WOODSTOCK, Ga. — Before
3,000 people at First Baptist Church in Woodstock, Ga. — one of the largest
crowds to ever witness a North American Mission Board (NAMB) missionary
commissioning service — NAMB introduced 79 new missionaries and 16 new
chaplains March 28.
The new missionaries and chaplains represented 24 states, two Canadian
provinces and 23 state Baptist conventions. South Carolina alone accounted for
11 missionaries commissioned during the two-hour service.
Steve and Nellene Carter of Lincolnton, N.C., were commissioned as Missionary
Service Corps (MSC) missionaries for Vermont and New Hampshire. To be based in
Barre, Vt., the Carters will leave their North Carolina home to spend six
months of the year in Vermont to encourage pastors and to serve as “church
strengtheners” to the 35 congregations in the Green Mountain Baptist Association
serving Vermont and two churches in New Hampshire.
The Carters are both retired from earlier careers — Nellene as a banker and
Steve as a manager for a nuclear plant for 27 years.
“We have been to Vermont on short-term mission trips for the last six summers,”
Carter said. “During those summers, we developed a heart for Vermont because it’s
the least evangelized state in the nation.”
The couple is part of Macedonia Baptist Church in Lincolnton.
One newly commissioned Army chaplain, Capt. Jared Vineyard, will be deployed to
Afghanistan later this summer, leaving behind his expectant wife Amanda, son
Jacob and daughter Kate at Fort Campbell, Ky.
Vineyard will serve as a chaplain
in the “Band of Brothers” battalion of the 101st Airborne Division, also known
as the “Screaming Eagles.”
As one of seven battalion chaplains, the 30-year-old Vineyard will be pastor to
900 soldiers, part of a 4,000-soldier brigade deploying to Afghanistan in late
“The Army says these are your soldiers, and you become a pastor to these 900
men, most of whom are lost,” Vineyard said. “We call it a ministry of presence.
When they go out in the field to train, I go out in the field with them.”
The commissioning at First Baptist Woodstock was especially sweet for Charlie
and Cindy Minney, who called it “phenomenal” to be commissioned at the same
Atlanta-area church where he served 11 years prior to his new assignment as an
associational missionary in the Coalfields Baptist Association in Logan, W.Va.
“To be here back at home with the First Baptist Woodstock family, and to have
them send us off like this, I can’t explain it in words,” Minney said.
new post, Minney will work with church planters to start new churches, with
existing churches to accomplish specific goals, and with the associational team
to develop a mission strategy for the Coalfields region.
Bill and Monaca Brisbin and Rick and Sharon Bradley, all of South Lebanon,
Ohio, were all commissioned as Mission Service Corps missionaries who work with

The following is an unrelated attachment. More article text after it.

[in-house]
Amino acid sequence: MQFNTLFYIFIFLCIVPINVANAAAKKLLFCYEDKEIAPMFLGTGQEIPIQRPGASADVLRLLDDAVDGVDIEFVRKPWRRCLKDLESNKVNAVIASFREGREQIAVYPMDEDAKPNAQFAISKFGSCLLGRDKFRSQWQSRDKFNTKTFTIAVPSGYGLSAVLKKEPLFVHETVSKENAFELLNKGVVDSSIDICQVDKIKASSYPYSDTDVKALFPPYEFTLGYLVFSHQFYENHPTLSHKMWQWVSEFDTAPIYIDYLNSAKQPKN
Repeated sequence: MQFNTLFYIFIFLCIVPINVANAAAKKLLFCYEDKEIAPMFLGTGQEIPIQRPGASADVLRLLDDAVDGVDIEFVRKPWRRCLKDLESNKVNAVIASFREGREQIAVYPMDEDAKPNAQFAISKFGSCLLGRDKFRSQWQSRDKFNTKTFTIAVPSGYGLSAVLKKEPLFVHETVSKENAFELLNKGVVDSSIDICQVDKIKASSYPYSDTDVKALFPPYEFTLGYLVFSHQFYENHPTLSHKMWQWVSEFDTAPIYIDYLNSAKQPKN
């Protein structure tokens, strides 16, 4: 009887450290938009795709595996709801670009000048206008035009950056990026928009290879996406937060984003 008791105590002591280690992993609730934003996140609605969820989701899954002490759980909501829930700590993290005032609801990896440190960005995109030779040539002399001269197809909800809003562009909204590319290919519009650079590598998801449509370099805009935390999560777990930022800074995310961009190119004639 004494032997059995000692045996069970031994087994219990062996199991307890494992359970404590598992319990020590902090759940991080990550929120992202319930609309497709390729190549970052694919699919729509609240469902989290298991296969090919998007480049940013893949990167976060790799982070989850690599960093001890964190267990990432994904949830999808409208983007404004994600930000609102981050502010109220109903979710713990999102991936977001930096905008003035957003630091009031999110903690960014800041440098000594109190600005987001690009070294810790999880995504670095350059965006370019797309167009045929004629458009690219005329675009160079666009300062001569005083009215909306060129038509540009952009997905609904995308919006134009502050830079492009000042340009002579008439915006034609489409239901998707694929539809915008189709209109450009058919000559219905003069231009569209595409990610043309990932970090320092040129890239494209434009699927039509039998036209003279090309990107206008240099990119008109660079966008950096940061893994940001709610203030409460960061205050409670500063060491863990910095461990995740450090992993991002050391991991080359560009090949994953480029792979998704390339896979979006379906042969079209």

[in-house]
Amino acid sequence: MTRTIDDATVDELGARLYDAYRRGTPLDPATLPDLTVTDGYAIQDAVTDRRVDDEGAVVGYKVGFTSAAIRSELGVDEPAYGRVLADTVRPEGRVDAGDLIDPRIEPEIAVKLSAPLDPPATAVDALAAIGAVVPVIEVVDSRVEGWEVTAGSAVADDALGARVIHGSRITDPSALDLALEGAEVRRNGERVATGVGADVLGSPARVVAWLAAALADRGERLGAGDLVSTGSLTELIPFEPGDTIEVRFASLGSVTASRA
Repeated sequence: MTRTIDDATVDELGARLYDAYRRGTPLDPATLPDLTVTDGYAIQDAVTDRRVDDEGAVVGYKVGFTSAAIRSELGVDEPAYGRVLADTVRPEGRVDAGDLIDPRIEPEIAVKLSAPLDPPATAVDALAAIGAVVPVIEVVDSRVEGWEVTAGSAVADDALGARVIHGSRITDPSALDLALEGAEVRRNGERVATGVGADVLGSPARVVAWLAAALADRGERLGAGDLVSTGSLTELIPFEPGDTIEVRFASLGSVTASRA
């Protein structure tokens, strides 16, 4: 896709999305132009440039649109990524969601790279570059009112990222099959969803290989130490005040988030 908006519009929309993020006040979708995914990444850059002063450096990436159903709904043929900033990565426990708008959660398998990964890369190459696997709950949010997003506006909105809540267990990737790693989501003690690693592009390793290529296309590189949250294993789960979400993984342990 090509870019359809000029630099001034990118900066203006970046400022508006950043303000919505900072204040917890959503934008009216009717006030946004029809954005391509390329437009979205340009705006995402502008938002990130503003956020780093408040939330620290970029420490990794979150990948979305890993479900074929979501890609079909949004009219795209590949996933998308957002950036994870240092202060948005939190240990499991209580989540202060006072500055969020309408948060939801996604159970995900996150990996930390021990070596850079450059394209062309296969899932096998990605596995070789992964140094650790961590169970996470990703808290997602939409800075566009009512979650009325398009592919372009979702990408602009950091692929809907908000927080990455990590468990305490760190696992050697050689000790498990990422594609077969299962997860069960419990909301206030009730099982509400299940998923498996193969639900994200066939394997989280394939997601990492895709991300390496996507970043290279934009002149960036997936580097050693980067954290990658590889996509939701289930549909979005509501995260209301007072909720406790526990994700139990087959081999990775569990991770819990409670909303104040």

ministries at First Baptist Church, South Lebanon.
The Brisbins, for instance, have led the “Bread Basket” food ministry for the
last 18 months, providing 120 families each week with bread products and
emergency food boxes.
Johnny Hunt, First Baptist Woodstock’s senior pastor and president of the
Southern Baptist Convention, welcomed the missionaries, their families and
friends, NAMB staff and others to the church for the commissioning.
“What a joy to support our NAMB missionaries, and for our own people to see
that ordinary, common people of every age — senior adults, young couples, single
women, single guys — all reflect the example of what we teach.”
Richard Harris, interim president of NAMB in Alpharetta, Ga., challenged the
new missionaries and chaplains to be driven by one simple thing: “the call of
Almighty God on your life. Never leave it, never lose it, never doubt it. You
will need that during the hard days to encourage you and keep you going.”
Harris told the missionaries that God will hold them “accountable for two
things — equipping every church member to be a reproducing follower of Christ
and sharing the Good News with every person in your Jerusalem and in your
sphere of influence.”
“Some SBC churches have forgotten these two things, when you consider that 25
percent of churches baptized nobody last year. More than 61 percent of our
churches baptized five or less; 79 percent baptized 10 or less; and only 251 of
our bigger churches baptized 100 or more. I’m proud to say that First Baptist
Woodstock was one of those,” Harris said.
Harris dismissed the notion that most Baptists don’t have the gift of
“There’s no such thing as the gift of evangelism in the Bible,” he said. “Show
me where it talks about the gift of evangelism. Ephesians talks about the
office of evangelist. But every believer — missionary, chaplain, pastor, church
member and Sunday School member — is responsible for bringing people to faith
in Christ. If you’re not fishing, you’re not following.”
Harris said three out of every four people — whether in rural areas or urban
areas, where 83 percent of North Americans live — need Christ.
“Lostness” is especially pervasive in Canada, where Harris said that out of the
nation’s 34 million people, only 5 percent have a personal relationship with
Thirty-five Canadian cities with populations of more than 35,000
have no evangelistic witness. Six million French Canadians represent the
largest of 587 unreached people groups in North America, Harris noted.
Also participating in the commissioning service were J. Robert White, executive
director of the Georgia Baptist Convention, and Kay Miller, national president
of Woman’s Missionary Union.
In all, more than 5,300 missionaries serve with the North American Mission
Board, most of them through partnerships with state Baptist conventions. In
addition to the missionaries, NAMB is the endorsing entity for more than 3,400
Southern Baptist chaplains in military, hospital, professional, corporate,
public safety and institutional settings.
(EDITOR’S NOTE — Noah is a writer for the North American Mission Board.)